Car roofs will soon stop being useless

Criswell predicts TeslaMondoTo date, no automaker has figured out how to utilize a car’s roof for anything besides holding cargo, intermittently letting in light, and temporarily holding your coffee until you make your first turn. Any solar effort “up there” has amounted to gimmickry. The limited surface area and the sheer porkiness of solar equipment negate any meaningful utility — so far, at least.

Criswell thinks that Tesla is going to solve this puzzle, and soon. Tesla and glass are becoming a thing, ‘case you haven’t noticed. Witness the household solar roof products, and the newish in-house glass division, and the big-sky Model X windshield/moonroof, and the new Model S glass roof option.

It won’t be long before Tesla’s automotive roofs perform meaningful functions. At first, they might generate enough energy to nix vampire draw. With time, they’ll extend range a bit, and so on until they become a vital part of the vehicle’s powertrain. Yes, vehicles are lagging behind buildings in solar harnessing, but all indicators point to Tesla closing that gap very soon. Technology, some of it pioneered by Tesla, will make smaller and smaller surfaces usefully photovoltaic. If solar-plus-battery go together like peanut butter and jelly in buildings, the same combo will soon work in vehicles. So says Criswell.


2 thoughts on “Car roofs will soon stop being useless

  1. Timmy says:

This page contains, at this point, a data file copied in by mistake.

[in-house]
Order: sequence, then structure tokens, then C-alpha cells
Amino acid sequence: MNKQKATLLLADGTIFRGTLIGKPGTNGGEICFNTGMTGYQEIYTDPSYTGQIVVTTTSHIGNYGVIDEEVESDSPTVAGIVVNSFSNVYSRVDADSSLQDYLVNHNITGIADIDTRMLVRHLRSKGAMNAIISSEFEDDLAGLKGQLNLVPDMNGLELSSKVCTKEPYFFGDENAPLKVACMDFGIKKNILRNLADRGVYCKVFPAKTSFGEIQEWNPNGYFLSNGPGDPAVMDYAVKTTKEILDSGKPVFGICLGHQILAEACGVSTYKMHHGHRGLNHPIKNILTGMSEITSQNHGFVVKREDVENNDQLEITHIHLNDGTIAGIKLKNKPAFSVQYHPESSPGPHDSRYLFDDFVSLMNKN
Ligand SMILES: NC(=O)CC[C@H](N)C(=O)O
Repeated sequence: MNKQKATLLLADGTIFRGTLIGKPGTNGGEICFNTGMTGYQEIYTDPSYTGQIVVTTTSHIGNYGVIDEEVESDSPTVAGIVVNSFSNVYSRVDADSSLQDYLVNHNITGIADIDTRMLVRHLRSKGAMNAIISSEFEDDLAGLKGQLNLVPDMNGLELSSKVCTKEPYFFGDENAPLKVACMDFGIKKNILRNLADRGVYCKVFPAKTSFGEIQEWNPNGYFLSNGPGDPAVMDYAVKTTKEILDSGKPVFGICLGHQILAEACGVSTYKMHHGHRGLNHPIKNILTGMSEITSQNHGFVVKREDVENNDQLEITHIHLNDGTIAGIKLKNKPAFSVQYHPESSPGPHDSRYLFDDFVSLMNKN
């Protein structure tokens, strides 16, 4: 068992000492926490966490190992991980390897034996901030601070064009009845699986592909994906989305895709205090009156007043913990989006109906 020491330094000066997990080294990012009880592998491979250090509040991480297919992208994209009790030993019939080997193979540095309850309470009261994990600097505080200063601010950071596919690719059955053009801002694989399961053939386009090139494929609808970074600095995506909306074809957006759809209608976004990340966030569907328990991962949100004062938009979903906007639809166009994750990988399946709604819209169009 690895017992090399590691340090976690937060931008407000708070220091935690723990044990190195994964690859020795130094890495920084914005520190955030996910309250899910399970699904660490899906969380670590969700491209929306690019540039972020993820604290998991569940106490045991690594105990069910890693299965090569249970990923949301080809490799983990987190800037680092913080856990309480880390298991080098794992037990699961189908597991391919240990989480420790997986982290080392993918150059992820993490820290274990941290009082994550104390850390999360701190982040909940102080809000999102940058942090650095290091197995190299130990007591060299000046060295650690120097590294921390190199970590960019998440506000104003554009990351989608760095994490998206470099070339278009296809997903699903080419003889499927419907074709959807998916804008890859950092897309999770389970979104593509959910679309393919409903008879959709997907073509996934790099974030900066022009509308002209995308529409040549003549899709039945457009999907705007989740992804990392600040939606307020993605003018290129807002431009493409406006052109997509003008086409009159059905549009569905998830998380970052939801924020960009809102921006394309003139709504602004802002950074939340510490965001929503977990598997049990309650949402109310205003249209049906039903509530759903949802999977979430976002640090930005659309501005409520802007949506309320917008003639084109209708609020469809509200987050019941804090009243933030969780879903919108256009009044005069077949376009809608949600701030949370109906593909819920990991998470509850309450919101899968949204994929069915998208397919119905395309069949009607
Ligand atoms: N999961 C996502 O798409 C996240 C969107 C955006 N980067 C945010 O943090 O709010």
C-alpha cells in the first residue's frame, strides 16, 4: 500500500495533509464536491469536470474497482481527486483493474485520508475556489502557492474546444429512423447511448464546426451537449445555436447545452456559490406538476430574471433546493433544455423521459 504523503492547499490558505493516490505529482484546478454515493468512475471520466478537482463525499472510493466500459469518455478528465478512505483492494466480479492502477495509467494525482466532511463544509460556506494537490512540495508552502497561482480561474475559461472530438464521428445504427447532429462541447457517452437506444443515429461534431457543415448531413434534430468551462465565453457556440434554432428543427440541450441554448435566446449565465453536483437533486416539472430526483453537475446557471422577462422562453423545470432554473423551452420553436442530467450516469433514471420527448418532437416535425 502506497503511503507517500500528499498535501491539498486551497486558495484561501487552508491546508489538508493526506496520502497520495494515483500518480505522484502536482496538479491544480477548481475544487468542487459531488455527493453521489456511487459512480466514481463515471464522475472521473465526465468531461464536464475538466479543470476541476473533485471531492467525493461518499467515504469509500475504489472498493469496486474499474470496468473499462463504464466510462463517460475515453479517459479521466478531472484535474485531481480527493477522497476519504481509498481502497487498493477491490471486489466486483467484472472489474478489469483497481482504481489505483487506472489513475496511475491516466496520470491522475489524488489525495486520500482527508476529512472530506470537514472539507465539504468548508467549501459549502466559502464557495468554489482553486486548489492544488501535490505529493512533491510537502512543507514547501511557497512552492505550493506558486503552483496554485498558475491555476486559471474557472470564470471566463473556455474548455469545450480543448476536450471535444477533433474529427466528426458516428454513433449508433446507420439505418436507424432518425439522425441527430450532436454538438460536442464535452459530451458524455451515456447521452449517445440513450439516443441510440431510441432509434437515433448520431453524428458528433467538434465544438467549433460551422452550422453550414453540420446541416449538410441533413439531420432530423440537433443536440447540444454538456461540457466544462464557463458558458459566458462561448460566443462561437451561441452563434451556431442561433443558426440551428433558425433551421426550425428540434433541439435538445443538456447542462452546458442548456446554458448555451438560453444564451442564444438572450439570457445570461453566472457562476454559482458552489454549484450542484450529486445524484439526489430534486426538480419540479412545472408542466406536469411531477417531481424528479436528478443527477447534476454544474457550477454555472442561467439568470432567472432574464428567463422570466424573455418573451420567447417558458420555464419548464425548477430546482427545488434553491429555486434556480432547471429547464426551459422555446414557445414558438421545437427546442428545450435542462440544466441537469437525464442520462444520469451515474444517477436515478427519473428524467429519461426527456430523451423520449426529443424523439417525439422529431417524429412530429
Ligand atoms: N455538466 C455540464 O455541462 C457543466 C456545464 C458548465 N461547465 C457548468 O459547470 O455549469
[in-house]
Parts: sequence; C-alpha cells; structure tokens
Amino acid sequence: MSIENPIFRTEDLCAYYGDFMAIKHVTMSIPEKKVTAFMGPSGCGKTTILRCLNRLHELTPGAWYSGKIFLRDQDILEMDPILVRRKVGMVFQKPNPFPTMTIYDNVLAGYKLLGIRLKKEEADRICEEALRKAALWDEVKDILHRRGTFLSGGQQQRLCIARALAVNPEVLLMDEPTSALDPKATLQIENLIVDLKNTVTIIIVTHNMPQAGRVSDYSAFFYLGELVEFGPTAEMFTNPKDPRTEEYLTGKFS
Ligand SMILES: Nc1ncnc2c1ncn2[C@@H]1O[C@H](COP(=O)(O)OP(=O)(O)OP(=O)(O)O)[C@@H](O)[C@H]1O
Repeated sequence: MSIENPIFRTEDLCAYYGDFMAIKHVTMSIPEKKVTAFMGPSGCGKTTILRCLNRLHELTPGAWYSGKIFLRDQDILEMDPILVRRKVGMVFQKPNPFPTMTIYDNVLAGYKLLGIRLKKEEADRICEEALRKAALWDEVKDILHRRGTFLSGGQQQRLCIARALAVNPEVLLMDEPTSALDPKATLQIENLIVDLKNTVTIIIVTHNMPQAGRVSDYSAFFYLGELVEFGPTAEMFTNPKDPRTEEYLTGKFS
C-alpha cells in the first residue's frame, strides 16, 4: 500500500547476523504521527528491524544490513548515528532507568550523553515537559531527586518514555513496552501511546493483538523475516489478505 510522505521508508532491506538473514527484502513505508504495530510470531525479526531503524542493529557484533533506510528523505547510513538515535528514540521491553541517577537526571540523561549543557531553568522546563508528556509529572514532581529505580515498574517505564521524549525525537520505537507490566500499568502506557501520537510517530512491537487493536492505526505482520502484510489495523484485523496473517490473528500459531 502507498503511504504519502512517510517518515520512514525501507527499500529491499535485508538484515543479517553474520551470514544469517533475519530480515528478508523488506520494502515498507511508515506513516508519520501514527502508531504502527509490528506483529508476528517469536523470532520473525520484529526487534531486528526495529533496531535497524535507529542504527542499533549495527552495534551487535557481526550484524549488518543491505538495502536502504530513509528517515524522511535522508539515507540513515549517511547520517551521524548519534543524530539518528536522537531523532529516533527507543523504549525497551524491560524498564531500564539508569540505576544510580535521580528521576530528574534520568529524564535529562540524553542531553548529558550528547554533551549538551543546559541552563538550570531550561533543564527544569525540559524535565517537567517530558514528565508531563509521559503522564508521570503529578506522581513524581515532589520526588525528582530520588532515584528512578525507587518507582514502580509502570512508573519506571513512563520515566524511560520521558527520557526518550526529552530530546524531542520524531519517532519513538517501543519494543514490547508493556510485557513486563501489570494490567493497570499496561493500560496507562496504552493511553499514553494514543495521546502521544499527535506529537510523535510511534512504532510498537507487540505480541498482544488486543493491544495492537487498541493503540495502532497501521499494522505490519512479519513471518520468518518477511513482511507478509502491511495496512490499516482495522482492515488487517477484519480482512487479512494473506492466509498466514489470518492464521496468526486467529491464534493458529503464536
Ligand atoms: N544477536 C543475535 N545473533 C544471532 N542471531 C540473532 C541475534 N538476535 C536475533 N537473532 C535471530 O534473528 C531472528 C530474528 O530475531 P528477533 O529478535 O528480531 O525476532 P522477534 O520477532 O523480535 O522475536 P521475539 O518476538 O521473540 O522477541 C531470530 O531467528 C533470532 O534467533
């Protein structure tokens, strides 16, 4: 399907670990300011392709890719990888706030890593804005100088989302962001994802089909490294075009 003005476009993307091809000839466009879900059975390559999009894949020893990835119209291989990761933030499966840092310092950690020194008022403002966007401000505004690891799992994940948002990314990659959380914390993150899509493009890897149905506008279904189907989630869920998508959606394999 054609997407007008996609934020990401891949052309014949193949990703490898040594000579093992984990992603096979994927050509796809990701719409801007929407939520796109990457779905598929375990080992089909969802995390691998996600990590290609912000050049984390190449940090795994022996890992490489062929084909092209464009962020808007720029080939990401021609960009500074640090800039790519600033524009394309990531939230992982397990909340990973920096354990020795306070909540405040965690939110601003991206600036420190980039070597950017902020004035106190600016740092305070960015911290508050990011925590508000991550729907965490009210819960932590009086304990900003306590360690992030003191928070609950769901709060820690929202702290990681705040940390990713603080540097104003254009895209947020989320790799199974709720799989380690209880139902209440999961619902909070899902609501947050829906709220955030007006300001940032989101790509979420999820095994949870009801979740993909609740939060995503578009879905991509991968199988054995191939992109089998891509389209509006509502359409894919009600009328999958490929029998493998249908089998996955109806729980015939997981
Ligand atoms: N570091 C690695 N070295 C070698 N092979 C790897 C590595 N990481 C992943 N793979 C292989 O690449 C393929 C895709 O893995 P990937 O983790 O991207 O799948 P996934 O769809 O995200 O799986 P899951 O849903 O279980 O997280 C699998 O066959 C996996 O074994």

Timmy is of the opinion that peanut butter and jelly actually do NOT go together at all, even if their “initials” PB&J might. Peanut butter and chocolate, on the other hand, DO go together, and isn’t that the usual expression? (Almond butter and chocolate is even a better combination, but that’s a different conversation. 🙂 )

    That being said, it sounds like Musk might be talking about some sort of solar “canopy” that would sprout from the roof(?) The canopy might have 6 times the roof area, plus the ability to track the sun.

    SpaceX must have experts in the science of folding&unfolding, or rigid origami (cf Miura map fold, that is used to deploy solar panels on satellites), which would certainly come in handy for placing such a thing on a car roof. Weight, volume (size), cost, falcon-wing doors, and regulations are just few of the (other) obstacles, but if any”one” can overcome them, it would be Musk and all of his companies.

    Still, it’s hard to see how an extra 10-15(?) miles per parked hour would be worth all of this hassle when electricity is so cheap and L2 chargers (which provide 15-20 miles per hour for a Model S) are becoming more popular, especially at workplaces.

    We shall see.




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